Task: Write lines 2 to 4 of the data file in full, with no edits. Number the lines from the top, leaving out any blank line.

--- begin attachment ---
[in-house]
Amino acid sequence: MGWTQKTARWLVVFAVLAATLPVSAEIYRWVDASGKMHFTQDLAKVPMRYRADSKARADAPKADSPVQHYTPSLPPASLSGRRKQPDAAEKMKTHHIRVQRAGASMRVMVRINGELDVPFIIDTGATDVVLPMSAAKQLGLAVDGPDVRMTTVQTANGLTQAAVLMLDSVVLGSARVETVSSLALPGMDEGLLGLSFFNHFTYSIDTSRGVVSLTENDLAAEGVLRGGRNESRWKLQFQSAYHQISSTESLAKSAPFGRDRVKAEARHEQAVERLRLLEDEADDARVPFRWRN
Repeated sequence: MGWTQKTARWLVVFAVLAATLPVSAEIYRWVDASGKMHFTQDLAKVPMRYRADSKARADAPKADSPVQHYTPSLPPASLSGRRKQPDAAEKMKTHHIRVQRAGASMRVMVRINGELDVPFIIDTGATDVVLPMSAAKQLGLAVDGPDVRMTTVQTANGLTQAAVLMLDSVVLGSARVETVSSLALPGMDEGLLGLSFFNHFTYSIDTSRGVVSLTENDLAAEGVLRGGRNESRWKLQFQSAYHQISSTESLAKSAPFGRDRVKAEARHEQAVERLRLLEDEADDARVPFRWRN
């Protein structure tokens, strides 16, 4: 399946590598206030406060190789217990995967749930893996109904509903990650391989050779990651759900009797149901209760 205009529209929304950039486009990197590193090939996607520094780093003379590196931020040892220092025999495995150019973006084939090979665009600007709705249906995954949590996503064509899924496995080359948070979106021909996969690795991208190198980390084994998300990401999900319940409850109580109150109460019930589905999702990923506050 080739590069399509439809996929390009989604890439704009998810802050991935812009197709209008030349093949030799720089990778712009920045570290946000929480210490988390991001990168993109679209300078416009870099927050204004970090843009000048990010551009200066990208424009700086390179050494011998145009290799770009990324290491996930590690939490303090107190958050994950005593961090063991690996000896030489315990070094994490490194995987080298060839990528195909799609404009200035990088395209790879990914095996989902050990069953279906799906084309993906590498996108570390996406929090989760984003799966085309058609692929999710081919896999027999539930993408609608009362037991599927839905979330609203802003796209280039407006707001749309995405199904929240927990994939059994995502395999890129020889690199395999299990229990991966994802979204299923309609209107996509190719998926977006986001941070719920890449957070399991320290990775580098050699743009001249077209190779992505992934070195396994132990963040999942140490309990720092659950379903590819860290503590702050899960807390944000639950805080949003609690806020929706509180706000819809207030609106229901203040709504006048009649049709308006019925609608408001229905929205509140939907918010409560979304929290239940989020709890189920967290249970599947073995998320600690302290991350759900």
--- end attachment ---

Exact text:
Amino acid sequence: MGWTQKTARWLVVFAVLAATLPVSAEIYRWVDASGKMHFTQDLAKVPMRYRADSKARADAPKADSPVQHYTPSLPPASLSGRRKQPDAAEKMKTHHIRVQRAGASMRVMVRINGELDVPFIIDTGATDVVLPMSAAKQLGLAVDGPDVRMTTVQTANGLTQAAVLMLDSVVLGSARVETVSSLALPGMDEGLLGLSFFNHFTYSIDTSRGVVSLTENDLAAEGVLRGGRNESRWKLQFQSAYHQISSTESLAKSAPFGRDRVKAEARHEQAVERLRLLEDEADDARVPFRWRN
Repeated sequence: MGWTQKTARWLVVFAVLAATLPVSAEIYRWVDASGKMHFTQDLAKVPMRYRADSKARADAPKADSPVQHYTPSLPPASLSGRRKQPDAAEKMKTHHIRVQRAGASMRVMVRINGELDVPFIIDTGATDVVLPMSAAKQLGLAVDGPDVRMTTVQTANGLTQAAVLMLDSVVLGSARVETVSSLALPGMDEGLLGLSFFNHFTYSIDTSRGVVSLTENDLAAEGVLRGGRNESRWKLQFQSAYHQISSTESLAKSAPFGRDRVKAEARHEQAVERLRLLEDEADDARVPFRWRN
């Protein structure tokens, strides 16, 4: 399946590598206030406060190789217990995967749930893996109904509903990650391989050779990651759900009797149901209760 205009529209929304950039486009990197590193090939996607520094780093003379590196931020040892220092025999495995150019973006084939090979665009600007709705249906995954949590996503064509899924496995080359948070979106021909996969690795991208190198980390084994998300990401999900319940409850109580109150109460019930589905999702990923506050 080739590069399509439809996929390009989604890439704009998810802050991935812009197709209008030349093949030799720089990778712009920045570290946000929480210490988390991001990168993109679209300078416009870099927050204004970090843009000048990010551009200066990208424009700086390179050494011998145009290799770009990324290491996930590690939490303090107190958050994950005593961090063991690996000896030489315990070094994490490194995987080298060839990528195909799609404009200035990088395209790879990914095996989902050990069953279906799906084309993906590498996108570390996406929090989760984003799966085309058609692929999710081919896999027999539930993408609608009362037991599927839905979330609203802003796209280039407006707001749309995405199904929240927990994939059994995502395999890129020889690199395999299990229990991966994802979204299923309609209107996509190719998926977006986001941070719920890449957070399991320290990775580098050699743009001249077209190779992505992934070195396994132990963040999942140490309990720092659950379903590819860290503590702050899960807390944000639950805080949003609690806020929706509180706000819809207030609106229901203040709504006048009649049709308006019925609608408001229905929205509140939907918010409560979304929290239940989020709890189920967290249970599947073995998320600690302290991350759900």